Sensory Processing Challenges

This section of the course will meet the learning objective for identifying what sensory processing difficulties a student may experience.

Winnie Dunn's Model of Sensory Processing

Low versus high threshold

Description of thresholds

When sensory information comes in through our receptors to our brain for processing, a person can be labeled as having a normal threshold for sensory information which means that person registers sensory information at a typical level. 

When a person has a high threshold for sensory information, that person requires more sensory input than the typical person in order to regulate themselves and their behavior. For example, a child walking down the hallway should be able to walk with two feet in a walking pattern at a slow and steady pace. A child who skips or stomps down the hallway on a daily basis may have a higher threshold where they are seeking or needing input in the form of movement or pressure through their feet.  When a person has a low threshold for sensory information, that person requires less sensory input in order to react. Typical sensations that do not register as a disturbance to a typical threshold person, are a big deal to those with a low threshold. They "feel, hear, smell, see everything". The sensations may not register as being okay with them as the tiniest sensation may seem very big to that person. 












Sensory Avoiders

Sensory Avoiders:

Have a low threshold for sensory input and actively avoid that input

One might see them:

Craving routine and order so they can have control over the input they experience

Exhibit anxiety when their order or routine is different

Like to be alone where certain sensory stimuli will not be present

Be a picky eater

Be very orderly and neat

Become overwhelmed by sensory input and then become agitated

Avoid social situations

Please answer the following Question

When have you encountered a child or adult who falls into the category of a sensory avoider? Explain what you observed.

Fill in the blanks.

Some people react to stimuli more intensely than the next person. These people would be said to have a sensory threshold.  With this threshold, the person may actively avoid certain sensory input. 

Sensory Sensors or Those with Sensory Sensitivity

Sensory Sensors have a low threshold and therefore notice all around them They may:

Be very distracted as they notice and sense everything to a higher level

Be a picky eater

Be very sensitive to sound or touch from others

Be distracted by the way their clothing feels

Get motion sickness from increased vestibular sensitivity



True or False

  • Sensory sensors may pull away from others touch especially when a surprise touch.
  • Picky eating can be a sign of any person with a low threshold for taste sensations.

Please fill in the correct answer in the blank

Those who would be labeled sensory sensor take more of an  role in their self regulation. 

When have you encountered a child that could be labeled as sensory sensitive or a sensor? Please explain what you observed.

Sensory Seeker

Sensory Seekers: Watch out they are active!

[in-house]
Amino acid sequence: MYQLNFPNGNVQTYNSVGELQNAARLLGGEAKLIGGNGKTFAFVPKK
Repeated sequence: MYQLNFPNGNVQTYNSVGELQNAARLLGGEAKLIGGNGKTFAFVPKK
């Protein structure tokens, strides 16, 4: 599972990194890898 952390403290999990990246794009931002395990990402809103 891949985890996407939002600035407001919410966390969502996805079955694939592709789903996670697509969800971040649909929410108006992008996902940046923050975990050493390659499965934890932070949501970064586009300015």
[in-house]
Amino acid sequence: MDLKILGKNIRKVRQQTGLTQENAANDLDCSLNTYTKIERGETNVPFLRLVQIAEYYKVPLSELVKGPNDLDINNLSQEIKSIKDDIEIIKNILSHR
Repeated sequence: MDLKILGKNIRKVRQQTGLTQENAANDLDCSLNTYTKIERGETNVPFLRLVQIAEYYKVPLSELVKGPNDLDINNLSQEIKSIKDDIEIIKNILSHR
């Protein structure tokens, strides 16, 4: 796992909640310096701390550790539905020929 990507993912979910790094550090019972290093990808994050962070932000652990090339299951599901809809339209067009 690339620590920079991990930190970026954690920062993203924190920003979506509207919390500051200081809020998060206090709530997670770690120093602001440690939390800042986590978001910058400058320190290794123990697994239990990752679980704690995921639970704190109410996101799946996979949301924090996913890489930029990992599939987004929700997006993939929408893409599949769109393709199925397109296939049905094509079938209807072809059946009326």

Sensory Seekers seek out the input they need at a higher and/or more intense level as their threshold for sensory input is high. One might see:

Excessive touching of things or people

Chewing on items constantly

Not being able to sit still

May hum or make noises even when not at appropriate times

Like intense sports or movement activities

Bounce or stomp when they walk

Like spicy or crunchy foods















Which student below best fits the description of a sensory seeker?

  • During lecture, a student sits at his desk with his head down on the desk, staring into space.
  • During lunchtime, a student has to wear headphones into the lunchroom or he will have a severe behavioral reaction.
  • During recess, a student likes to sit under the slide by himself and play the same games.
  • During independent worktime, a student stands at his desk and bounces as he completes his work.

Low Registration or Bystander

Low Registration or Bystander

This is more of the passive type of high threshold where much sensory input it needed for the person to respond. These kids may seem to 

Not notice things happening around them

Seem to be unbothered by sensory input even high amounts

Take several name calls to register they are needed 

Not notice things on their face

Not feel pain when others would

Not be very coordinated





True or False

  • A person with low registration has a low threshold for sensory input.
  • A bystander or person with low registration may get bumped by another person and not really notice they were being touched at first.

Fill in the blank

If a person with low registration needs his name to be called several times in a crowded room and in a very  distinct voice, this may be due to 

In conclusion

In Conclusion.....

Winnie Dunn, a well known occupational therapist has a theory to explain the categories a person who struggles with sensory processing may fall into. There are certain characteristics as explained in this unit that very nicely help us to pick out where that person may fall on the continuum. With this knowledge and the help from an occupational therapist, we can better understand the needs of that student!